Strong recommendation for "Babel" by R.F. Kuang. It's a speculative fiction story set in 1830s Oxford with an, as far as I can tell, novel premise: one can cast spells (although they don't call it spells but it's just science in this world) by using two words that translate into each other, and the semantic difference between the two words - because no translation is perfect - is the effect of the spell. But the effect can only be achieved if you have a speaker who's fluent enough in both languages to have a native understanding of the difference.
One example would be the French parcelle and the English parcel, both meaning package, but the French still carries some of the former "to split into parts", with the effect that packages are lighter and easier to transport for the Royal Mail.
The story remains comfortable for the first half of the volume, with beautiful world building, character drawing, and the tranquil academic life of Oxford students, but then it suddenly picks up speed, and we can experience the events unfold with a merciless speed. The end is just in the right place, and it leaves me to yearn to revisit this world and the desire to learn what happened next.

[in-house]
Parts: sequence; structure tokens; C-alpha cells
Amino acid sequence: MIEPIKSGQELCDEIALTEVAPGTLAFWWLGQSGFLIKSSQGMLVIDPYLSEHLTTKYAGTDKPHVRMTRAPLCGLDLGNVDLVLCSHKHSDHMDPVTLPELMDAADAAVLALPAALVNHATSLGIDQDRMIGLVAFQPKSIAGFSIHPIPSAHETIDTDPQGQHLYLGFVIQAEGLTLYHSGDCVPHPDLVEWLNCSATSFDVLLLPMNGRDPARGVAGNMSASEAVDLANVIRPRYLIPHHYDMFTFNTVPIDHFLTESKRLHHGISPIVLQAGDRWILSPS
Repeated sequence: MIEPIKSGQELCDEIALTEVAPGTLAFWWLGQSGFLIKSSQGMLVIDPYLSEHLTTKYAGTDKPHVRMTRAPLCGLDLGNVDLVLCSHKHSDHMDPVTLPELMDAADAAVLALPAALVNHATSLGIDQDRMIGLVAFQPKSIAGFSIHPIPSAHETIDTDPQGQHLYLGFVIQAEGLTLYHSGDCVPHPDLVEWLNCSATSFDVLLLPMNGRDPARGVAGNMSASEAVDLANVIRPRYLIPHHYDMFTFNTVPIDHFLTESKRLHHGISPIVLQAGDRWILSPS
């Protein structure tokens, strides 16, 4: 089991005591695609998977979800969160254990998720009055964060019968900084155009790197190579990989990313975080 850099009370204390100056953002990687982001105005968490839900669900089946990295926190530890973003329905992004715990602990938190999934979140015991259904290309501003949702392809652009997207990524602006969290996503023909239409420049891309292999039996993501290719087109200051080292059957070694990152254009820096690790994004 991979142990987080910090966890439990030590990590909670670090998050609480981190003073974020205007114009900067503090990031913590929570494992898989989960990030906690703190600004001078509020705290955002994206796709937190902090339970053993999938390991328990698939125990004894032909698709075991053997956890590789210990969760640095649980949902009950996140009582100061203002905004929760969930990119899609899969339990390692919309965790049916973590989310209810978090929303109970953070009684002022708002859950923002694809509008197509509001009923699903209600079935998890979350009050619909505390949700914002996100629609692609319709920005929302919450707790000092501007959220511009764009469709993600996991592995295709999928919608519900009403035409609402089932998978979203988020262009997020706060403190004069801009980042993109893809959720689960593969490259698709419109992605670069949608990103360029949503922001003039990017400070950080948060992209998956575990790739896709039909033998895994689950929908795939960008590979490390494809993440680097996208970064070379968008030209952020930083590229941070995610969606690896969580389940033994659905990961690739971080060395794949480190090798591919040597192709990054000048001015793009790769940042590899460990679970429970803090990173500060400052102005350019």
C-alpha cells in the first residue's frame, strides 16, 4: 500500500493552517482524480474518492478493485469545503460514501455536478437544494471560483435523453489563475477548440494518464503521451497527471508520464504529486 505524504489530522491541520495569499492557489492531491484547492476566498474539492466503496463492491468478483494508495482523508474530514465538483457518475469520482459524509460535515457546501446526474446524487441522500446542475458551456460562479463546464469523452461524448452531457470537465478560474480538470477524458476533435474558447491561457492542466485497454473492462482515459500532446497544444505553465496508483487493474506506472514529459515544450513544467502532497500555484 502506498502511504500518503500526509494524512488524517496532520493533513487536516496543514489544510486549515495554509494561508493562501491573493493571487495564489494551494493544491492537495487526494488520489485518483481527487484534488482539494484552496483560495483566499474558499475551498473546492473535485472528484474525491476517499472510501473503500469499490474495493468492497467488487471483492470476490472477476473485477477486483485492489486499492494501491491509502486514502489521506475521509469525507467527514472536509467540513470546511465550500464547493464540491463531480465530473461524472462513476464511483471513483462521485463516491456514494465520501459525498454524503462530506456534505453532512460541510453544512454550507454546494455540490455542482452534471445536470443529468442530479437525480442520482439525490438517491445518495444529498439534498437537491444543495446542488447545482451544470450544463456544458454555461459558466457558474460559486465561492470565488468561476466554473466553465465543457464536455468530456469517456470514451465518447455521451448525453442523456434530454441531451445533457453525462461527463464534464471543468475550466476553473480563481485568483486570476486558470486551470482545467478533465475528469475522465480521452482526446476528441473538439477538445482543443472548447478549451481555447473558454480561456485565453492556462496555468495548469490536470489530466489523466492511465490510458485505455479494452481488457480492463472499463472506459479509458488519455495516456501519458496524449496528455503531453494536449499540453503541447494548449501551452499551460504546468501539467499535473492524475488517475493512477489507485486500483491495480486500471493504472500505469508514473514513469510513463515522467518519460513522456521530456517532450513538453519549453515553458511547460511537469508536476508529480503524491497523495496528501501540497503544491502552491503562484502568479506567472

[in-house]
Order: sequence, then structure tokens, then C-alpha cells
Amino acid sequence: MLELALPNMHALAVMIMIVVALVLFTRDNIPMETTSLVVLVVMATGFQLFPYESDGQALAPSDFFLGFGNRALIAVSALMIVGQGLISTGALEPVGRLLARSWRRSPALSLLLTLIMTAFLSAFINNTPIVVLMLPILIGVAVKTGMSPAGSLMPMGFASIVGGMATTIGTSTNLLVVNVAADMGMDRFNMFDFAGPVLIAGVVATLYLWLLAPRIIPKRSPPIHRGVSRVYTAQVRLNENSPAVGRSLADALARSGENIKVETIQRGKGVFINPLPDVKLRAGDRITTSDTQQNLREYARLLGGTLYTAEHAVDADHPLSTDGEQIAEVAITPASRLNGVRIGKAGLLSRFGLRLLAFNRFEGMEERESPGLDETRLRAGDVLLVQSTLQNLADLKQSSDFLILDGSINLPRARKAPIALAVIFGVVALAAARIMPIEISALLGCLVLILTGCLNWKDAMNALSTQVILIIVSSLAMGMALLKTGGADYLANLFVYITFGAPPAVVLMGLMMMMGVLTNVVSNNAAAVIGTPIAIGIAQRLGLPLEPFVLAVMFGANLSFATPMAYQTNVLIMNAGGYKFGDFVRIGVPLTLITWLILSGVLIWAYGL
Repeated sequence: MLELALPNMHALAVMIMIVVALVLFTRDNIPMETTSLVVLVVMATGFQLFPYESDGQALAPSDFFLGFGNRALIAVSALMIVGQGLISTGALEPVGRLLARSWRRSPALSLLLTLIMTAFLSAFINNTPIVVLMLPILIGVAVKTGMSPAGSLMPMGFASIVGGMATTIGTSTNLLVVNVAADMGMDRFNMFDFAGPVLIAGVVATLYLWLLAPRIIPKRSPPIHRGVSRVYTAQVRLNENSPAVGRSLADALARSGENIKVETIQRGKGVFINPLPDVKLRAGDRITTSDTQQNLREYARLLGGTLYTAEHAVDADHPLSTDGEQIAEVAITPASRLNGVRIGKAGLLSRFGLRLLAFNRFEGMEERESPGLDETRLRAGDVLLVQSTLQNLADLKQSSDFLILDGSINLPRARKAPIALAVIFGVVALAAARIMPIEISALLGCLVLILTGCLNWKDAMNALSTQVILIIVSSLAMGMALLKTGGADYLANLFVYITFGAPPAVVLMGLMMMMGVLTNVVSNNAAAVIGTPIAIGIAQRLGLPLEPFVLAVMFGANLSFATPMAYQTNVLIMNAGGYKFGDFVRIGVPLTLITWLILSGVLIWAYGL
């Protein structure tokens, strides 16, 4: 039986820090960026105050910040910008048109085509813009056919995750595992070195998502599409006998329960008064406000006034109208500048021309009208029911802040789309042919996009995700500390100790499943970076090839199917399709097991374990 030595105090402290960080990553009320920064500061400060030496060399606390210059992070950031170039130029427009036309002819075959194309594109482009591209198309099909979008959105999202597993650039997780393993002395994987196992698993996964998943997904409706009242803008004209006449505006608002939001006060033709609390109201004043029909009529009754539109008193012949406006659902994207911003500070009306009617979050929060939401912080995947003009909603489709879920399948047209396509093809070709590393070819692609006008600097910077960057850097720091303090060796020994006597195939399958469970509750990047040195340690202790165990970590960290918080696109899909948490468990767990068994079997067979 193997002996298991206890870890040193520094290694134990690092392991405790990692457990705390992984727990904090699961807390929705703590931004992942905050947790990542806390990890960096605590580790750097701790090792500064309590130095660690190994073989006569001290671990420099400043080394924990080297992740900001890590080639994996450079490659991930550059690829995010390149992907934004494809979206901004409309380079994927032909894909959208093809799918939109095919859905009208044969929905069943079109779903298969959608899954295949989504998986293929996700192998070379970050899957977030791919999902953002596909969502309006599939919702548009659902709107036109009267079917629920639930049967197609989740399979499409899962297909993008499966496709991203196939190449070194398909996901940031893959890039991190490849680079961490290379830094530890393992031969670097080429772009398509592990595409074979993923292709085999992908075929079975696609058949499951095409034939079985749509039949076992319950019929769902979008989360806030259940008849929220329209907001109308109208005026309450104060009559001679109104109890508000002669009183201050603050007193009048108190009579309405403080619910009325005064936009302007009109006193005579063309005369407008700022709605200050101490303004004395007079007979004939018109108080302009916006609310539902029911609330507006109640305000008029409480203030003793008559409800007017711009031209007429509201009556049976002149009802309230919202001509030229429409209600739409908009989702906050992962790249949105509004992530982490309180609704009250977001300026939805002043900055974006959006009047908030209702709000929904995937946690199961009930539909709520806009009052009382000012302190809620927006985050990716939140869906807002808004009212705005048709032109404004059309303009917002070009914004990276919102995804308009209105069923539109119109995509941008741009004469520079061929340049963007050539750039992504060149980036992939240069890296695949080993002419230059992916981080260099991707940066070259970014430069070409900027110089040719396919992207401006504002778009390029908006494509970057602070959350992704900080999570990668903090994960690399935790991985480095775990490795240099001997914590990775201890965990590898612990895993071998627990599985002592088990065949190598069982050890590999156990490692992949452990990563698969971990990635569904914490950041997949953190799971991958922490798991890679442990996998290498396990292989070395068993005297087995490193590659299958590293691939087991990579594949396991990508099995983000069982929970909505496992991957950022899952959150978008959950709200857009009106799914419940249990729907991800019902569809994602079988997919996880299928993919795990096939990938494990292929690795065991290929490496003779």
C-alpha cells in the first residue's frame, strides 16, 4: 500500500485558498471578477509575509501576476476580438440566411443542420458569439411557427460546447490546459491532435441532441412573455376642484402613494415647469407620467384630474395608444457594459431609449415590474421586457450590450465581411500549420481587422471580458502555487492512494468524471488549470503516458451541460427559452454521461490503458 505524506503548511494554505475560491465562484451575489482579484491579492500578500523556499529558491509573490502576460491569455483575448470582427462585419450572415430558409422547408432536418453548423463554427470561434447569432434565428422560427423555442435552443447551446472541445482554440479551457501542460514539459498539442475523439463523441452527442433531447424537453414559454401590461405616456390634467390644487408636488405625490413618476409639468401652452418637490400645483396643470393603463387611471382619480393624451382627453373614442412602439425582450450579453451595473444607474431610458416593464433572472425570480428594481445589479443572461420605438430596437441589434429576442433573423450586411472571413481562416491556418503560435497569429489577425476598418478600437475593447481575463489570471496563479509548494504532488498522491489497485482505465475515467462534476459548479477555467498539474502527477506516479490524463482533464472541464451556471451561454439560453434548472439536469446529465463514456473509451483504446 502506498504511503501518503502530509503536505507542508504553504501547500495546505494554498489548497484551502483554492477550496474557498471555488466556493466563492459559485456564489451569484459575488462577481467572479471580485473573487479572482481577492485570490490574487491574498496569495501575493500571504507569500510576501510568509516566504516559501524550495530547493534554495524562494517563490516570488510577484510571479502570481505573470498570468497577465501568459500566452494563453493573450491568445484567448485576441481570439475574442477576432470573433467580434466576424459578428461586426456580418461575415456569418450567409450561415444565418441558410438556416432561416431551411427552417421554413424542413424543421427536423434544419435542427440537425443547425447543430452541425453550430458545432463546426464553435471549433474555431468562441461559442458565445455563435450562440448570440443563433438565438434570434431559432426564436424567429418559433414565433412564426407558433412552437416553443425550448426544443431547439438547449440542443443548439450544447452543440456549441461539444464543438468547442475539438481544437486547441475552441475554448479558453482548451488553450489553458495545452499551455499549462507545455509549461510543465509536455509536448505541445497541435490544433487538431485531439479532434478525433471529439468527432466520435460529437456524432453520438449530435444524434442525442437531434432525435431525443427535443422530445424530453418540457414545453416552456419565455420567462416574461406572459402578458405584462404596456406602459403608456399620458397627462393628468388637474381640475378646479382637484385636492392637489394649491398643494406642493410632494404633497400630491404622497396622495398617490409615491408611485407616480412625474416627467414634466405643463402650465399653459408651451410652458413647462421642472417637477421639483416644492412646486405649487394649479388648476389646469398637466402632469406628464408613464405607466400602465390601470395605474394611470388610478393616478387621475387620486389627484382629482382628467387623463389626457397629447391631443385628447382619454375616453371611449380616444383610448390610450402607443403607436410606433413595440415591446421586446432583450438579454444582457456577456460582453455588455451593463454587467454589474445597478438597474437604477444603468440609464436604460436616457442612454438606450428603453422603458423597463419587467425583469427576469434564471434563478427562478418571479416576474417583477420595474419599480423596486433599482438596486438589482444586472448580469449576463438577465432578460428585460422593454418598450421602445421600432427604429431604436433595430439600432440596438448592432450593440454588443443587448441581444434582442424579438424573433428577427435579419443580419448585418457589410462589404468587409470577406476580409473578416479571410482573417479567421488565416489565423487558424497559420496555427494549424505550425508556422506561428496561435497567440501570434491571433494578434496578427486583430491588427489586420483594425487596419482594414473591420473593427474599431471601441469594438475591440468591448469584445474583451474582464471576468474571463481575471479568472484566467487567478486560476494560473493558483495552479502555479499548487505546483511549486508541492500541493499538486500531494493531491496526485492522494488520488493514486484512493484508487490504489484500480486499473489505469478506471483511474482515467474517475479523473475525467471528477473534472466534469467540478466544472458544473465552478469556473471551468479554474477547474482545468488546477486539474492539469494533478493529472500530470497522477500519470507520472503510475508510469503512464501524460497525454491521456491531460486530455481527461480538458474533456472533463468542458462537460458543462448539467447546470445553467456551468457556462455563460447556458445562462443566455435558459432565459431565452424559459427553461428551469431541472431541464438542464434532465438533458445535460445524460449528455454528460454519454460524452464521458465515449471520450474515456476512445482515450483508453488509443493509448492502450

The volume discusses some heavy topics - colonialism, dependency on technology, fairness, what is allowed in a revolution, the "neutrality" of science - and while we are still in the first half of the volume, it feels very on the nose, very theoretical - but that changes dramatically as we swing into the second half of the volume, and suddenly all these theoretical discussions become very immediate. Which does remind me of student life, where discussions about different political systems and abstract notions of justice are just as prevalent and as consequence-free as they seem to be here, at first.
The book was recommended by the Lingthusiasm podcast, which is how I found it.
I came for the linguistic premise, but I stayed for the characters and their fates in a colonial world.
Sam Altman and the veil of ignorance